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Few civil unions so far in Sauk Valley

Local lawmakers split on same-sex marriage

Published: Thursday, Nov. 7, 2013 1:15 a.m. CST • Updated: Thursday, Nov. 7, 2013 9:16 a.m. CST
Caption
Illinois Gov. Pat Quinn speaks to reporters Wednesday in Springfield. With the Legislature's blessing finally, proponents of gay marriage in Illinois now turn to implementation, figuring out the timing and licensing aspects but also how to ease the minds of opponents who fear they will be forced to take actions that counter their beliefs. Quinn must sign the bill, but has until it takes effect July 1.

Two years ago, the Illinois Legislature approved civil unions, which granted the rights of marriage – but not the right to marry – to straight and gay couples.

Since that time, Whiteside and Lee counties have each recorded 10 civil unions. 

On Tuesday, the Illinois House passed a Senate bill to allow same-sex marriage, which Gov. Pat Quinn is expected to sign. The bill would take effect in June.

Barb Schwamberger, founder of Parents, Families and Friends of Lesbians and Gays Sauk Valley, was surprised with the number of civil unions in the Sauk Valley, saying she thought it would be higher.

She said some gay couples in the area have gone to other states to get married.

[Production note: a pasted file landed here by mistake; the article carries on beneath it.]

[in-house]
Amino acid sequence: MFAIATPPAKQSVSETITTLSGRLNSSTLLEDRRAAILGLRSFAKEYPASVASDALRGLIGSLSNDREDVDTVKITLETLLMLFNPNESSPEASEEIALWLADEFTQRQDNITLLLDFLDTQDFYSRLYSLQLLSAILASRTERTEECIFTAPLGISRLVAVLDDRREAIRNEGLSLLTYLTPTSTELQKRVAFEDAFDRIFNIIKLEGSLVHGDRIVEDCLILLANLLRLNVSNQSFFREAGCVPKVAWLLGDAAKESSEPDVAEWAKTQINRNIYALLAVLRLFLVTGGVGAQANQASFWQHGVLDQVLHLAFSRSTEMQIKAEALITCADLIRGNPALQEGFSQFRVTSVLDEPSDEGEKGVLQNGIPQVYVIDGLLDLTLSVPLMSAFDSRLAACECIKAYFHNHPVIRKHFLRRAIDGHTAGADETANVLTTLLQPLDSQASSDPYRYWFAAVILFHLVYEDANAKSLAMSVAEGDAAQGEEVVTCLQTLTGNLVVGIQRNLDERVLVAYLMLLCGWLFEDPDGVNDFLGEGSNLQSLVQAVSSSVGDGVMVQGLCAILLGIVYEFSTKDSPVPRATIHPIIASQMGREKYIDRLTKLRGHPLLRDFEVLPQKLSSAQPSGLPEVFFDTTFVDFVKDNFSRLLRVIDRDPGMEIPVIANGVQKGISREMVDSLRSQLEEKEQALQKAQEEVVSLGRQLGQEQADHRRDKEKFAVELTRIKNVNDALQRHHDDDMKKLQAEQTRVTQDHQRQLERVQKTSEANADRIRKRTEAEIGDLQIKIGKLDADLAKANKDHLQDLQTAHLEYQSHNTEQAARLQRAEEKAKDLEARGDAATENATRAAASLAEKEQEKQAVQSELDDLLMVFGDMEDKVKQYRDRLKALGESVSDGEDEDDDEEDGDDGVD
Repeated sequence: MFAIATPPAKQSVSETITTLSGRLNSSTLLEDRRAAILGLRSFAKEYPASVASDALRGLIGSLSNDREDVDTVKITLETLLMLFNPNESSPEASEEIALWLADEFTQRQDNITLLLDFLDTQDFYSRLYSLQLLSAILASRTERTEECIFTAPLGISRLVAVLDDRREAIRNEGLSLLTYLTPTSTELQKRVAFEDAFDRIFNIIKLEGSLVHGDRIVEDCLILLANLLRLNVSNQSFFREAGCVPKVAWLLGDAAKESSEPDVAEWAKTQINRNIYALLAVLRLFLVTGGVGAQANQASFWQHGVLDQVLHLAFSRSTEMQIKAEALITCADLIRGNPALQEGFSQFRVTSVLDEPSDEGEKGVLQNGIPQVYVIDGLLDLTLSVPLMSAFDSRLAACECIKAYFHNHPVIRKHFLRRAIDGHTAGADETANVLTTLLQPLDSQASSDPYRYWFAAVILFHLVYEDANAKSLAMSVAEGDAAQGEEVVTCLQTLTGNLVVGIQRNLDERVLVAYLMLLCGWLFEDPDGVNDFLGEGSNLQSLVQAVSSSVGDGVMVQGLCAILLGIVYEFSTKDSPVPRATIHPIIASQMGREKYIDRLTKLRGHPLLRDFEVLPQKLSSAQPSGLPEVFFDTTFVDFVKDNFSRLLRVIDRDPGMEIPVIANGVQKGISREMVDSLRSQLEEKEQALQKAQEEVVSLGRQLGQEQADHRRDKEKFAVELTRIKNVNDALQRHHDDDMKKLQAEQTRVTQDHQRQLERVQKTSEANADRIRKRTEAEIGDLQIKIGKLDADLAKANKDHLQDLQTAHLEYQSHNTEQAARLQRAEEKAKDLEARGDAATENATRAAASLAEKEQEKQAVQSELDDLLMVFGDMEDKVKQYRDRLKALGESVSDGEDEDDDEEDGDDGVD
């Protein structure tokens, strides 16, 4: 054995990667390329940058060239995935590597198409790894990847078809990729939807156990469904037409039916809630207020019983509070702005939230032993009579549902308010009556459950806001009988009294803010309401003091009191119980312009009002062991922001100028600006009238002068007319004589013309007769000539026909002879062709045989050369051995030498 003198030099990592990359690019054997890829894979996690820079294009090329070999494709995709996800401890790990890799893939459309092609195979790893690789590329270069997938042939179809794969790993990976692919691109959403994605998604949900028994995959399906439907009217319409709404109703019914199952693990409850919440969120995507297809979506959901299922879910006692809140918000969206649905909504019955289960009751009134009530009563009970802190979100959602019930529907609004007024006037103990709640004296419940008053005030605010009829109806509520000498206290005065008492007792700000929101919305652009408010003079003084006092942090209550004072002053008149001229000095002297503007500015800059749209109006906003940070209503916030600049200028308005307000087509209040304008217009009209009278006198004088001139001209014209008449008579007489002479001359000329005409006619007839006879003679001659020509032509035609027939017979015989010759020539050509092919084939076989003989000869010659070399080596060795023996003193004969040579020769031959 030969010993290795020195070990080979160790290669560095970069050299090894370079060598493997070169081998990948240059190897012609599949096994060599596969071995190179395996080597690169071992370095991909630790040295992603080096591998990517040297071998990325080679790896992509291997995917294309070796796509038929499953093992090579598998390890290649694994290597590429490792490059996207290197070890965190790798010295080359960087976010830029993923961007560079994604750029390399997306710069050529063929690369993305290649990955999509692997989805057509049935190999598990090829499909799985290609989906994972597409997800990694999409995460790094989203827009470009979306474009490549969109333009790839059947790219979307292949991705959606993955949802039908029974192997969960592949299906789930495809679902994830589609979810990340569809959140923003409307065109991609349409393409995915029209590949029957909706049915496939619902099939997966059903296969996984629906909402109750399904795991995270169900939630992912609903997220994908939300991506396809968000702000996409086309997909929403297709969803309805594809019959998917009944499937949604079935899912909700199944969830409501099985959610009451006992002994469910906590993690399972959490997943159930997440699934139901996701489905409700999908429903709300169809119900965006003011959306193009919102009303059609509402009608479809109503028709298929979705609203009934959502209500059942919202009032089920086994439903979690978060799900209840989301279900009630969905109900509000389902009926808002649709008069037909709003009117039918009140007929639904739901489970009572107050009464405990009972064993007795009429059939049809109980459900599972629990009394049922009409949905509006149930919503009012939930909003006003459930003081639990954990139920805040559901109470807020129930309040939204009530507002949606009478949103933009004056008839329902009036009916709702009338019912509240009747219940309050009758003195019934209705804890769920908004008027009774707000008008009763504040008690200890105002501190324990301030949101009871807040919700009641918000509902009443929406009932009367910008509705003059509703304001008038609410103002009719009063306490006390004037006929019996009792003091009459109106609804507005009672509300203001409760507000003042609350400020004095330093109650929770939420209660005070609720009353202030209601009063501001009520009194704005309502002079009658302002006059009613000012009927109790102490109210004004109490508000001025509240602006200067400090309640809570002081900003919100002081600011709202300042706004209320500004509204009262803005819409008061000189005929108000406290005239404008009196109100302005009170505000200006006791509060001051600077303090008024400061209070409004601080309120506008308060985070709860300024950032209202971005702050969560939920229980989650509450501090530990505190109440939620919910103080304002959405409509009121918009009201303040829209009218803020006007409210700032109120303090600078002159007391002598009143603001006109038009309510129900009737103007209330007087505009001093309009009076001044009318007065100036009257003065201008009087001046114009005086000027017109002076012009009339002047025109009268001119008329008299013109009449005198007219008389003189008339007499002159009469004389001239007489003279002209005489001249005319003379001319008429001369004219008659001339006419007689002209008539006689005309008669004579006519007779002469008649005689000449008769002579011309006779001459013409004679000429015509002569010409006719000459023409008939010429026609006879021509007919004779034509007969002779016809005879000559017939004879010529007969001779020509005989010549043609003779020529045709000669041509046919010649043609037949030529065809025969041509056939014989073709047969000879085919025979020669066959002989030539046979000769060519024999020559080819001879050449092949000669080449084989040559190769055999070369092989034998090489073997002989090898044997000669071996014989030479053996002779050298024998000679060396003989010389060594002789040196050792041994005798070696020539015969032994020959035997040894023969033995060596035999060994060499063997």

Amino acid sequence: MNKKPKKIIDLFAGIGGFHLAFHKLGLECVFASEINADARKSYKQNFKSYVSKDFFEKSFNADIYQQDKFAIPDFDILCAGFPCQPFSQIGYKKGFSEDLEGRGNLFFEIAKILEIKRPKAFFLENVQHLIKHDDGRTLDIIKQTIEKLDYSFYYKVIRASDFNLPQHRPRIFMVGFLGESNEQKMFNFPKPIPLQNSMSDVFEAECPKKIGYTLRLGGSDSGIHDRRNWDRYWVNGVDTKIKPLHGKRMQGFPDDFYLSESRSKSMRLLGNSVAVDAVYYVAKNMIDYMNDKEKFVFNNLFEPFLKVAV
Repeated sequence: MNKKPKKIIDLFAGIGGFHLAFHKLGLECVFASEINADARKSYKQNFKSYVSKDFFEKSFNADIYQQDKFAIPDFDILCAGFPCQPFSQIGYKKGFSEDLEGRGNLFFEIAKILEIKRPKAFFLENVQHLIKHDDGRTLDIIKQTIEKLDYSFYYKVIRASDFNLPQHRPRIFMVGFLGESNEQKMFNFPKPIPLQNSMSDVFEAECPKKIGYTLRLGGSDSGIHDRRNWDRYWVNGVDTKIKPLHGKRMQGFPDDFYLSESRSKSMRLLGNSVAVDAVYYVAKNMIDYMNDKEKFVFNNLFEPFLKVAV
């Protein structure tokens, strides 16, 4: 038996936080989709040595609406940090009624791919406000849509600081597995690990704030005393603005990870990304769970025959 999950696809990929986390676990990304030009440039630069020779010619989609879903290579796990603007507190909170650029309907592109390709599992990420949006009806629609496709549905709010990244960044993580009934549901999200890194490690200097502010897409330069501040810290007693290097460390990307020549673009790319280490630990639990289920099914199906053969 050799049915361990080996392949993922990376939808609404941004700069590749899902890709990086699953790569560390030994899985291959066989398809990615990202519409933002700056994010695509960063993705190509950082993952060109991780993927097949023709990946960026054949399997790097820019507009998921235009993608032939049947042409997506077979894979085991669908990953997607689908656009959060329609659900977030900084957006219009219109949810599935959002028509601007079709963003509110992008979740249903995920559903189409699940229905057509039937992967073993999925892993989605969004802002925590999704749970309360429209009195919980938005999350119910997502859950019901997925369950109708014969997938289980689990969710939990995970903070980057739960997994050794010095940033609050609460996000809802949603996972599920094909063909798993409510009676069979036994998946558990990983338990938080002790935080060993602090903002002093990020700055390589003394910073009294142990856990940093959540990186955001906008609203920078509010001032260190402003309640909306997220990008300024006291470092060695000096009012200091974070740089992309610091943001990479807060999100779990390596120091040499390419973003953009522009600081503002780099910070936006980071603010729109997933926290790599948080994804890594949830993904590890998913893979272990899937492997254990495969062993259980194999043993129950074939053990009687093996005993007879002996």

Most people around here accept those relationships, she said, but some fear the consequences if they go public.

“People are afraid. People can be hateful,” Schwamberger said. “Sometimes we’re not totally aware of that because it’s underground.”

She knows a prominent couple in the community who are reluctant to reveal their relationship publicly.

In the Legislature, local lawmakers voted along party lines. 

The two Democrats representing Whiteside County, Sen. Mike Jacobs of East Moline and Rep. Mike Smiddy of Hillsdale, supported the bill, while the two Dixon Republicans, Sen. Tim Bivins and Rep. Tom Demmer, voted against it.

Demmer said his office received thousands of messages – in the form of emails, letters and phone calls – about the issue, most opposing gay marriage. The majority of messages came from inside his district, he said.

“I think the definition of marriage is between one woman and one man,” Demmer said. 

He said he and others would continue to work to ensure that religious objections are respected.

Bivins said he feared the Legislature would water down religious protections in the bill over time. In Europe, he said, ministers have been arrested for speaking out against such things as gay marriage.

As for consequences to the public, Bivins said, they remain to be seen.

“Before you tear down the fence, you’d better ask why it was put there in the first place,” he said. “The majority [in the Legislature] redefined marriage, which hasn’t been done in thousands of years.”

 

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